Obama’s Cairo Speech at 15

June 3, 2024

Explore the Series

On June 4, 2009, President Barack Obama delivered his “A New Beginning” speech to the global Muslim community in Cairo, Egypt. The speech’s fifteenth anniversary comes at a moment of renewed conflict in the Middle East and of intensified criticism of U.S. foreign policy among many Muslims at home and abroad.

Arriving in the Oval Office at a low point for the United States’ international image, Obama sought to foster “a new beginning,” particularly with the Muslim world. In Cairo he called for a “sustained effort to listen to each other; to learn from each other; to respect one another; and to seek common ground.” His speech addressed seven challenging issues that had strained U.S.-Muslim world relations: violent extremism, Israel/Palestine, nuclear weapons, democracy, religious freedom, women’s rights, and economic development.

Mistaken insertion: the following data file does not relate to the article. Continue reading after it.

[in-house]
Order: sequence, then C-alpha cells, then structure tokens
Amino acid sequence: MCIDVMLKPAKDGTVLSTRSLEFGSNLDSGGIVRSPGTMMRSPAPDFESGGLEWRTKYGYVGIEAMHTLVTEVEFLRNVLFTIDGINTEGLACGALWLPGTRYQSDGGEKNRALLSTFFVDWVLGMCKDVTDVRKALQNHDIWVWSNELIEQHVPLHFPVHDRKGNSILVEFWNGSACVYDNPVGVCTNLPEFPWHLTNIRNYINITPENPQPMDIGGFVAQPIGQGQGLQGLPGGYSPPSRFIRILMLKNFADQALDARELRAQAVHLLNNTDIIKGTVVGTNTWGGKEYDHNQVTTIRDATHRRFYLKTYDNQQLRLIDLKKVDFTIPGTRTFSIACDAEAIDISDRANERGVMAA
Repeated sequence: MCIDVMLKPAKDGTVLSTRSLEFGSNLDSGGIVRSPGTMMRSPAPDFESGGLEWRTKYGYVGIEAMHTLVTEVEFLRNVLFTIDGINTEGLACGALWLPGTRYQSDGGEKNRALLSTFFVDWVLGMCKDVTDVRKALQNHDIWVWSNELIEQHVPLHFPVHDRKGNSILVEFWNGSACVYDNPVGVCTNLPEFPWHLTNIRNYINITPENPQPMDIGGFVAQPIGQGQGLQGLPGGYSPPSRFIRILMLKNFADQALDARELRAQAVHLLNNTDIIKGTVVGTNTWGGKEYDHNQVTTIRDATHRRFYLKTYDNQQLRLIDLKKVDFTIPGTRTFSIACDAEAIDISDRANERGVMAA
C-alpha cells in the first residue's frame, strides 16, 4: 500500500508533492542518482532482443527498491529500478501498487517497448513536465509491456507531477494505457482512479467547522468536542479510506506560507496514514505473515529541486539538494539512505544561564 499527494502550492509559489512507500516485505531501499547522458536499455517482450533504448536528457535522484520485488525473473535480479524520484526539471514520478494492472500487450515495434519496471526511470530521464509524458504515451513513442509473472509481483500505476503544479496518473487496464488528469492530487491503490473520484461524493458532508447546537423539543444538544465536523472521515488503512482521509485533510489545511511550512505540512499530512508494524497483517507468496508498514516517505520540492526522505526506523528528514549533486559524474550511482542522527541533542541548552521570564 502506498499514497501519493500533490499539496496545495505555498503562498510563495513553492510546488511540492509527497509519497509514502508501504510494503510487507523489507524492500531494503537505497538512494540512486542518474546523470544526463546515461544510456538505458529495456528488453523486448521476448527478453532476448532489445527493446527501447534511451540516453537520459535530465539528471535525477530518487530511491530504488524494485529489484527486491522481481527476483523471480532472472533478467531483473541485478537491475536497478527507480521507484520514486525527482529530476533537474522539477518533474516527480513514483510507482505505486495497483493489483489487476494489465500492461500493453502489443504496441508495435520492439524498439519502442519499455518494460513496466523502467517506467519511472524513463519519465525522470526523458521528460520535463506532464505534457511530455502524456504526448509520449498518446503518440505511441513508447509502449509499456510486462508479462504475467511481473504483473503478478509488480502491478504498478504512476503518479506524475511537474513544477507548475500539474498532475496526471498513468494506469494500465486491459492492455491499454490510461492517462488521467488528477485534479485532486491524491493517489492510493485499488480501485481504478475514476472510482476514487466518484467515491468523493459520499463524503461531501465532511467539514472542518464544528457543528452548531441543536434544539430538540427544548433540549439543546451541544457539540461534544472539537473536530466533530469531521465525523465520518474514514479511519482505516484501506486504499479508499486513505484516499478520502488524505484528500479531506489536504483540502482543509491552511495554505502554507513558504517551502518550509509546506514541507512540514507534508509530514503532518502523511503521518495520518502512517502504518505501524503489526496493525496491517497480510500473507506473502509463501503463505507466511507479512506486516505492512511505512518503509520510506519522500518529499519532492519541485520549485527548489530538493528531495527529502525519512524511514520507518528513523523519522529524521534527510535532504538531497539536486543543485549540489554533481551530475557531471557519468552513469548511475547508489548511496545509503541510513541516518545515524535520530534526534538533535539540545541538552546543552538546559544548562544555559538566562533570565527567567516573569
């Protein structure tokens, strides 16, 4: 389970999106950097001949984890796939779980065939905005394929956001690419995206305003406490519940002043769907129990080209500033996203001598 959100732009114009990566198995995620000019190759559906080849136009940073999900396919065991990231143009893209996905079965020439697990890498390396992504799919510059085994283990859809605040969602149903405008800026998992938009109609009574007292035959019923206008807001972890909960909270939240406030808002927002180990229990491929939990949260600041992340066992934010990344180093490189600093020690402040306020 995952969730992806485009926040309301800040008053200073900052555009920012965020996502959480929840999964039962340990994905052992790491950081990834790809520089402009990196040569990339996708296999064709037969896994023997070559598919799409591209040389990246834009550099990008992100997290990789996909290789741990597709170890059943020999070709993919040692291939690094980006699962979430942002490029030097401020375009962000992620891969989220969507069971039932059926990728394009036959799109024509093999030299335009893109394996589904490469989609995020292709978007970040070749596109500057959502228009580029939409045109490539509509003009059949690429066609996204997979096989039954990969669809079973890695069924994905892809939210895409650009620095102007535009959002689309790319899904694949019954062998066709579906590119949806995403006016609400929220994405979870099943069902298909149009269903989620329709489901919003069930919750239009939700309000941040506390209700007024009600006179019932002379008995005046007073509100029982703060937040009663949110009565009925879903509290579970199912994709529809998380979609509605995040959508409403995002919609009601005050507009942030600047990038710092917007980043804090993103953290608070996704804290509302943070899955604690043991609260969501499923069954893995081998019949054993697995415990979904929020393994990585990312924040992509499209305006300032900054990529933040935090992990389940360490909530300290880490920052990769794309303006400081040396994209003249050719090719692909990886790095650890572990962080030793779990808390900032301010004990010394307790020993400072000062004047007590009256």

The Cairo speech was greeted with significant enthusiasm around the world, and Obama won the Nobel Peace Prize later that year. The speech sparked a flurry of new and revitalized U.S. government activity in Washington and at U.S. posts overseas. However, a public narrative soon began to develop that the New Beginning was just a speech without any practical impact. Today the speech is largely forgotten, but this fifteenth anniversary provides a moment to consider the Cairo speech’s lessons and legacies afresh.

The Berkley Forum asks: What is the legacy of the speech, particularly as it shaped how the U.S. government engages with Muslim and other religious audiences? What lessons might current officials learn from the successes and failures of the broader New Beginning? What contemporary relevance does the New Beginning have as the United States continues to confront the same set of challenges Obama addressed in Cairo?

Opens in a new window